15. What kinds of arrangements can help to safeguard the exercise of privacy in relation
to other rights?
Strong public scrutiny of the use of surveillance by the powerful is necessary and transparency
in their actions.
16. How can openness and transparency of data be reconciled with privacy?
At the individual level, openness and transparency equate to convenience. Individuals are
happy to make their lives more convenient by enabling openness and transparency of their own
information up until the point that they realize they are being surveilled at which point they recoil.
Unfortunately, individuals are poor judges of the value of their individual data which is only
valuable in aggregate.
17. What may be the impact of issues relating to big data on respect for privacy?
It is unclear whether some definitions of privacy are reconcilable with big data. In a sense, big
data is like the invention of the atomic bomb. World wars have become passé with the threat of
nuclear weapons. Similarly, some forms of privacy may suffer a similar fate.
18. How can security of personal data be enhanced?
Universal strong encryption by default coupled with strong penalties and fines for data holders
and aggregators who fail to secure it.
19. How can Media and Information Literacy be developed to assist individuals to protect
their privacy?
Include encryption as part of the MIL curriculum
20. How can ethical principles based on international human rights advance accessibility,
openness, and multi-stakeholder participation on the Internet?
Principles have long term effects. In diplomatic society, once principles are agreed upon, they
are largely closed for debate and tend only to be expanded, constraining state power. By
making open access and some definition of privacy a human right, organizations constrain state
power over time.
21. What conceptual frameworks or processes of inquiry could serve to analyse, assess,
and thereby inform the choices that confront stakeholders in the new social uses and
applications of information and knowledge?
From history of technology: social construction of technology: it's all about the users.
22. How does ethical consideration relate to gender dimensions of the Internet?
Users are users. Gender should not make a difference. The fact that it does now is the norm
that we are seeking to change. Our goal should be that it does not make a difference. That is
the norm we are pursuing.
23. How can ethics, - i.e. the simultaneous affirmation of human rights, peace, equity, and
justice - inform law and regulation about the Internet?
Ethics effectively only informs law and regulation where those tools are strong/existent. In their
absence or where they are weak, the effect of ethics are also weak and it becomes an issue of
brute power.
24. What international, regional and national frameworks, normative guidelines and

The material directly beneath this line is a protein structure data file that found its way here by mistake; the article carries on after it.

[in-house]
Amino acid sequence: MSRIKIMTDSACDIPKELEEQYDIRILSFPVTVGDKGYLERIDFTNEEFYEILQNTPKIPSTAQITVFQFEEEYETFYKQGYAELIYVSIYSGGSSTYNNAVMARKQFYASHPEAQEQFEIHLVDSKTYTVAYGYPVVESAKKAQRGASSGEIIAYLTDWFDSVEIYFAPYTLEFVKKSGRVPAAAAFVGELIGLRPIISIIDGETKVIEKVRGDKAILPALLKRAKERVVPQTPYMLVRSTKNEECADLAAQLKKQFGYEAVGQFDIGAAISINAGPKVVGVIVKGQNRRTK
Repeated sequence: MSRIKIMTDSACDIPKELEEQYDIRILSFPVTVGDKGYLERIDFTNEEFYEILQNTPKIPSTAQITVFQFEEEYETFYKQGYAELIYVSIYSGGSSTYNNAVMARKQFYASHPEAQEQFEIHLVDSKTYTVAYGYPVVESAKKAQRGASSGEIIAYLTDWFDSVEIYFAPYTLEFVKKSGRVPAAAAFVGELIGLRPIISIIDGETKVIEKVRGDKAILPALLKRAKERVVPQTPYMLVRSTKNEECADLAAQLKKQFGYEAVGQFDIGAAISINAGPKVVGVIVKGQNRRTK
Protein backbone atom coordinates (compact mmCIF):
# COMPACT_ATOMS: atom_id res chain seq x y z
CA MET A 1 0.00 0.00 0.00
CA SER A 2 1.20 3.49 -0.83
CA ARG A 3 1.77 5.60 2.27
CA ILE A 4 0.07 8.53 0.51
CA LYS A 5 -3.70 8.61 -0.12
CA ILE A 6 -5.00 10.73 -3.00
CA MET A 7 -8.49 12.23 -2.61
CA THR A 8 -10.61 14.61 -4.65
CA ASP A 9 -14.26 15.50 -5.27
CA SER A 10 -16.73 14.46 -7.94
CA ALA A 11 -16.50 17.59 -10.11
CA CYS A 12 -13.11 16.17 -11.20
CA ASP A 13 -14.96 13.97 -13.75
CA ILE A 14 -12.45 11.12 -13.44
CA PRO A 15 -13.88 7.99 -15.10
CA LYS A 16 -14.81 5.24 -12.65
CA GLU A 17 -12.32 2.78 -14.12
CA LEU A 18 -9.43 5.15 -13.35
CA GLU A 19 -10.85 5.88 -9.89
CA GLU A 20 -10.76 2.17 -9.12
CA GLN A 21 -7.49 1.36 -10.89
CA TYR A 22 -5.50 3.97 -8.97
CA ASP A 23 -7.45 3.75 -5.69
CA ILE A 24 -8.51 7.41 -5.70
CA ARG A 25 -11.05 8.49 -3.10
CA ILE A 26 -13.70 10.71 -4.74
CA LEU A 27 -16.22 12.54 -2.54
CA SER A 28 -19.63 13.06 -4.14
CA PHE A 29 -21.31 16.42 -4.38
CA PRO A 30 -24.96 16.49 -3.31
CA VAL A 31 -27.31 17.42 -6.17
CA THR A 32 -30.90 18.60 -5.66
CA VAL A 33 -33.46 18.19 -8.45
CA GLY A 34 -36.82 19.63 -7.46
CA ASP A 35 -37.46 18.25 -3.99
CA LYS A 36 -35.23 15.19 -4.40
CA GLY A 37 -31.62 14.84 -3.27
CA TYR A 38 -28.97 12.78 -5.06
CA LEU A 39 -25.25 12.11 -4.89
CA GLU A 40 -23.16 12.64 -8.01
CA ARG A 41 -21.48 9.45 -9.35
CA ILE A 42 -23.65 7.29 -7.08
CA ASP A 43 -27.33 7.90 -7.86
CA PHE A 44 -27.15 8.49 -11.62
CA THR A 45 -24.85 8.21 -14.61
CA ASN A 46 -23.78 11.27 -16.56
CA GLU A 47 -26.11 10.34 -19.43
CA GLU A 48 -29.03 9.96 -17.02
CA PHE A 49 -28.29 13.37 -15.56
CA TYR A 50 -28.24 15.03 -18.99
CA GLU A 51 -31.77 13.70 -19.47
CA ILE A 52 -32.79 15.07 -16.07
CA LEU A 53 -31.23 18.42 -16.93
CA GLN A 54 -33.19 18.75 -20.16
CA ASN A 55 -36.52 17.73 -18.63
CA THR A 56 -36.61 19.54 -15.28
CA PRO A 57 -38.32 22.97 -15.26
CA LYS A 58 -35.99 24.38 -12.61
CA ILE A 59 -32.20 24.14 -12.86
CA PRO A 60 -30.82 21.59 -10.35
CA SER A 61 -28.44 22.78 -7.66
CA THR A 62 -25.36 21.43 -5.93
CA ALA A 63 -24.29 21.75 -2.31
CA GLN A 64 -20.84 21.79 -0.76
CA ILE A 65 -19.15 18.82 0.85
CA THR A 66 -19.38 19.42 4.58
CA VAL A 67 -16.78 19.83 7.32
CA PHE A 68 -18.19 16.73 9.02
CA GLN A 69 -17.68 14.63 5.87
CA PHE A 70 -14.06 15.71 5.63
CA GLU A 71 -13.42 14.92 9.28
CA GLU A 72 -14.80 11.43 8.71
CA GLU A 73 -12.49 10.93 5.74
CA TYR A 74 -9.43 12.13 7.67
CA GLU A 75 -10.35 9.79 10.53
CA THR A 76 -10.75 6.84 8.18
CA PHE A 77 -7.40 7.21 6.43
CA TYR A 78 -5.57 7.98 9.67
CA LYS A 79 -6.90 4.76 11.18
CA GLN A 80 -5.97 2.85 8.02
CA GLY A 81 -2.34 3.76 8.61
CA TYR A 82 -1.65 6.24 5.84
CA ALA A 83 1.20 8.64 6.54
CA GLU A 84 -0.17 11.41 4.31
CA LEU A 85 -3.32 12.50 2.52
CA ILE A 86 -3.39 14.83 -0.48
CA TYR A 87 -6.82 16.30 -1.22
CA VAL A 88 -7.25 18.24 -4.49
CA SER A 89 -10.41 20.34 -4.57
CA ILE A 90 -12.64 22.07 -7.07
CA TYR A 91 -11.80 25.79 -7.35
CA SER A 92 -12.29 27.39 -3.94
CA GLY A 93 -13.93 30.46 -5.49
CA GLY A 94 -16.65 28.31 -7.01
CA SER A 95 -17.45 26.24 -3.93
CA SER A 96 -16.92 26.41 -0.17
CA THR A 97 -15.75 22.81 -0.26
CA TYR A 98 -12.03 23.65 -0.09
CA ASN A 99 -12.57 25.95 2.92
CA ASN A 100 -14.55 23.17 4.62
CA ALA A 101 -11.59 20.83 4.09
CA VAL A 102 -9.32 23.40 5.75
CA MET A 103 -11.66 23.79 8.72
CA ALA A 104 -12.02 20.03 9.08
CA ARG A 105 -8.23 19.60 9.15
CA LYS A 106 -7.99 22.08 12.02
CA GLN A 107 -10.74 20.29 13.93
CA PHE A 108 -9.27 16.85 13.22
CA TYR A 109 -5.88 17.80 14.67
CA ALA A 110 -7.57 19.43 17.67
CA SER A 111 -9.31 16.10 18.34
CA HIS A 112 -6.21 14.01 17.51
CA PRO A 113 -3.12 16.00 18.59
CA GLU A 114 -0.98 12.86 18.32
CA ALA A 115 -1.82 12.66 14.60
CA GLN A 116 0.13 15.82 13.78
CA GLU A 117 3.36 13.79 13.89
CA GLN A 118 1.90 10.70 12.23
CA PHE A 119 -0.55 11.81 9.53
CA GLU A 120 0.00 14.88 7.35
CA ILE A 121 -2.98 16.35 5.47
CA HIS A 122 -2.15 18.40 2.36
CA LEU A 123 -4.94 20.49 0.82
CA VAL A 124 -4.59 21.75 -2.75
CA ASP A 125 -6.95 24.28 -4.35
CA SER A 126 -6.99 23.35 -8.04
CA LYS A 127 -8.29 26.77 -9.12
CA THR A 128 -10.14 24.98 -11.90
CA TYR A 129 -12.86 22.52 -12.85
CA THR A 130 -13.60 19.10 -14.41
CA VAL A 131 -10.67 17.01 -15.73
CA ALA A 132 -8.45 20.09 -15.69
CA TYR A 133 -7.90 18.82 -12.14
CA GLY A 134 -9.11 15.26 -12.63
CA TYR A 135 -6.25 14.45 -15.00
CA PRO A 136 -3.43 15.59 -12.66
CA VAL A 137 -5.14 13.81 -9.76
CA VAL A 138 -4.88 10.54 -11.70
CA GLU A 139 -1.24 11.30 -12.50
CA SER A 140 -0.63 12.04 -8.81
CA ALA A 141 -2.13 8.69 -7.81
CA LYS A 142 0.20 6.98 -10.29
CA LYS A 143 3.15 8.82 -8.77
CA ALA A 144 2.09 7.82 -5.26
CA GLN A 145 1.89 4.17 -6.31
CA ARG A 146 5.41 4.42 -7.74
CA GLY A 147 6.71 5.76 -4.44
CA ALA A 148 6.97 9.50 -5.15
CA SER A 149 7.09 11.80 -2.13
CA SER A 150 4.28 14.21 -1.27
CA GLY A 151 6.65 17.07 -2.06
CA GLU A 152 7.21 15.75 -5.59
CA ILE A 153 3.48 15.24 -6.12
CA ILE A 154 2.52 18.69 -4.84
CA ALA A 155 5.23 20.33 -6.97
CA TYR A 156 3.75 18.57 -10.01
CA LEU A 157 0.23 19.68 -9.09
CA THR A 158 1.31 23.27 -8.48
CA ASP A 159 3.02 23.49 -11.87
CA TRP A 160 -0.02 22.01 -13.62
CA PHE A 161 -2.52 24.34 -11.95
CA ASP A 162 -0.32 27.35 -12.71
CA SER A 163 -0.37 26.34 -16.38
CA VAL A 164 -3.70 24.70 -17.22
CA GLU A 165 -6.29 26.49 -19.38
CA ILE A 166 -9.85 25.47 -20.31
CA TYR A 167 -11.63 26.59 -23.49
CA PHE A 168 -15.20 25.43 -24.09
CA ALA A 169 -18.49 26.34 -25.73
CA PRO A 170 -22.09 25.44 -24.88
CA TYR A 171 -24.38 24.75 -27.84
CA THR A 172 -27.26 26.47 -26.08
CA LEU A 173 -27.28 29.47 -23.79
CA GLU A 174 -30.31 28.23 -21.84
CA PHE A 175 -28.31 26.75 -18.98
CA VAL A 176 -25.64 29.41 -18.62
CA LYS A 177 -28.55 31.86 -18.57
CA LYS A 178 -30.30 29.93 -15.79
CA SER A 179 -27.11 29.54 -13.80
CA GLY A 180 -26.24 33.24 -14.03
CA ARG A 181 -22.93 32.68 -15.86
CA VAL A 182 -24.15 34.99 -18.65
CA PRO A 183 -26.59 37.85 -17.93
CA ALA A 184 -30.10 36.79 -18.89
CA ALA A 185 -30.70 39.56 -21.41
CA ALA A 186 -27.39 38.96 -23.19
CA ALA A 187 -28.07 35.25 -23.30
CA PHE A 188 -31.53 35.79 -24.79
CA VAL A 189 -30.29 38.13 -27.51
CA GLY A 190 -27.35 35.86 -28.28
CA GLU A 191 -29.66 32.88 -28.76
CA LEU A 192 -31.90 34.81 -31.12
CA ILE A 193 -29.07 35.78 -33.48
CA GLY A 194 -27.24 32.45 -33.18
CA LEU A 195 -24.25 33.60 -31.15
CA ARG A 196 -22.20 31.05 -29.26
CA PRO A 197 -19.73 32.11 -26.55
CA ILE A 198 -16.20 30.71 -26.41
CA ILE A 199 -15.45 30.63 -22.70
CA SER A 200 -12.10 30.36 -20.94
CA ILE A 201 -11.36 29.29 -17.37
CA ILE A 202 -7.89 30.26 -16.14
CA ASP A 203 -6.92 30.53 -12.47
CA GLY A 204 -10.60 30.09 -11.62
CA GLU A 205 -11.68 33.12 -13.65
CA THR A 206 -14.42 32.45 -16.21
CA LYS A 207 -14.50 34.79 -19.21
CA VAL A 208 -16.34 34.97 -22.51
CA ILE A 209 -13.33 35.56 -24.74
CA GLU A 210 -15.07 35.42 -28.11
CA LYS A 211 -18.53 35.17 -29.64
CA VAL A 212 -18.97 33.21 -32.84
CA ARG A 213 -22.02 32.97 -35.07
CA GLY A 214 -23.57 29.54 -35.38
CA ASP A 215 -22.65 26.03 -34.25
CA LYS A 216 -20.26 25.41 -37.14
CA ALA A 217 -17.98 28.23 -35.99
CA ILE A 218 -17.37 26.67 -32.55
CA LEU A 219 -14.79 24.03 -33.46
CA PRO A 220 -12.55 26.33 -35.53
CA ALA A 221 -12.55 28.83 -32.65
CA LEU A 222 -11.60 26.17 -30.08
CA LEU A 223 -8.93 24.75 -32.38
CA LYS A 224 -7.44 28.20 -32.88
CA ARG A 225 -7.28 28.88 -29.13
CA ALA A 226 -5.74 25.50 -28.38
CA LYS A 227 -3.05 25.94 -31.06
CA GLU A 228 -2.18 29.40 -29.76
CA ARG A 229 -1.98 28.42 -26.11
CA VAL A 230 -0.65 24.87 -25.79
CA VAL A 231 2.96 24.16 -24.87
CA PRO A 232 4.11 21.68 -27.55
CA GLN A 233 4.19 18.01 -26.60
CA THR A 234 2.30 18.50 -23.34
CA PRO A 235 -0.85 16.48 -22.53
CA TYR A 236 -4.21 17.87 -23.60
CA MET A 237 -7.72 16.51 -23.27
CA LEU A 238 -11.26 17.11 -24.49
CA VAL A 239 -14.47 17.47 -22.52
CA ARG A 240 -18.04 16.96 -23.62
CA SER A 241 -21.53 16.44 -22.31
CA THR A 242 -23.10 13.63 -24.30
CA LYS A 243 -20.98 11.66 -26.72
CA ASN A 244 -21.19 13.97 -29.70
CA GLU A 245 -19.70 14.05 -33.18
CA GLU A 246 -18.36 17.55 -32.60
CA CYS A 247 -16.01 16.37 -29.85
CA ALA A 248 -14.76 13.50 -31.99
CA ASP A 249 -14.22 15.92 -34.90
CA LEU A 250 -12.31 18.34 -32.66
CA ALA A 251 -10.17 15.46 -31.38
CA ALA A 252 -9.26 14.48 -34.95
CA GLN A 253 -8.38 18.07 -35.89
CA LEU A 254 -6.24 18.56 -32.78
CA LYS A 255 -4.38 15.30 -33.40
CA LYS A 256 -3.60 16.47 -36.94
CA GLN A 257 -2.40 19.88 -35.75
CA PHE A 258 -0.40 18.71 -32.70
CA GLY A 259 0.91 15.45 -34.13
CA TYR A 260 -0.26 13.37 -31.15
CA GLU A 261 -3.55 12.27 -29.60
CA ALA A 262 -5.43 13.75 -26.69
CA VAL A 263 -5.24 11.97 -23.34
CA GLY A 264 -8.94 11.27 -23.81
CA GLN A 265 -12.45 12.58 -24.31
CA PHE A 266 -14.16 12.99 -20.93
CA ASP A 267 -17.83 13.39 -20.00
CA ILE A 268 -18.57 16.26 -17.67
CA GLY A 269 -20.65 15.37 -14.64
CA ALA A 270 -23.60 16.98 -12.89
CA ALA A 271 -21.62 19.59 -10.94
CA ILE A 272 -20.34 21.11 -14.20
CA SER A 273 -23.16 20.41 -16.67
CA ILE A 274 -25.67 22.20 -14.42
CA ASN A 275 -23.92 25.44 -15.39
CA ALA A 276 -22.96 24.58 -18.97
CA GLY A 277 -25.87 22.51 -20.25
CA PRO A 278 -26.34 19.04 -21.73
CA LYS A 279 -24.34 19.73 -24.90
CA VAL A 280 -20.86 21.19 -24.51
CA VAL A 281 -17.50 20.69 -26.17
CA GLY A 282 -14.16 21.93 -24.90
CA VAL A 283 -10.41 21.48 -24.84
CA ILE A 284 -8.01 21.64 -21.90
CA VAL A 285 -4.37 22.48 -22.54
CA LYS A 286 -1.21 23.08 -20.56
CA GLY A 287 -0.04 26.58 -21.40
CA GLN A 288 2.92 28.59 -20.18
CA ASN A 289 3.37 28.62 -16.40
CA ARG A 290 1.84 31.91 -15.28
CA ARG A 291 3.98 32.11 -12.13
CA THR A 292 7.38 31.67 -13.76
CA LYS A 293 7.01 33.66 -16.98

accountability mechanisms exist of relevance to one or more fields of the study?
Watch the users. When a skilled user acquires a VPN, what "flavor" internet do they seek out?
Only researchers seek to access the internet in China, Russia, and Iran for instance. In many
cases (with the exception of IP), users seek out the US internet because on access and
expression, the US has an unrivalled position.
25. How do cross-jurisdictional issues operate with regard to freedom of expression and
Cross-jurisdictional issues respect the fiction that all regimes of law are equally upright. This is
highly problematic enabling persecution.
26. What are the intersections between the fields of study: for example, between access
and freedom of expression; ethics and privacy; privacy and freedom of expression;
and between all four elements?
In a sense, this discussion is about the struggle amongst individual autonomy, societal
cohesion, and state sovereignty. The internet has the potential to enhance self-efficacy.
Oppressive states seek to diminish self-efficacy to minimize internal threats. The interaction
between the individual and society or its character, rather defines the limits of state power.
27. What pertinent information materials exist that cut across or which are relevant to the
four fields of the study?
Lots. Seek out the scholars of GIGANET. They have been studying these and other phenomena
since WSIS.
28. What might be the options for role of UNESCO within the wider UN system in regard
to the distinct issues of online Access to information and knowledge, Freedom of
Expression, Privacy and Ethical dimensions of the information society?
Act to engage more state stakeholders and thereby weaken and constrain them into acting in
accordance with global norms. AoC might be a good place to start. Support ITU efforts to
enhance access while refraining from getting embroiled in IP discussions.
29. What might be options for the role of UNESCO in relation to stakeholders outside the
UN system?
Support the development of community in civil society (and individual users) to enhance its
standing and voice in discussions relating to these issues. Do not worry so much about the
content and direction of these organizations; support collaboration.
30. For each study field, what specific options might UNESCO Member States consider?
Empower domestic users to advance policy and interact with the wider world.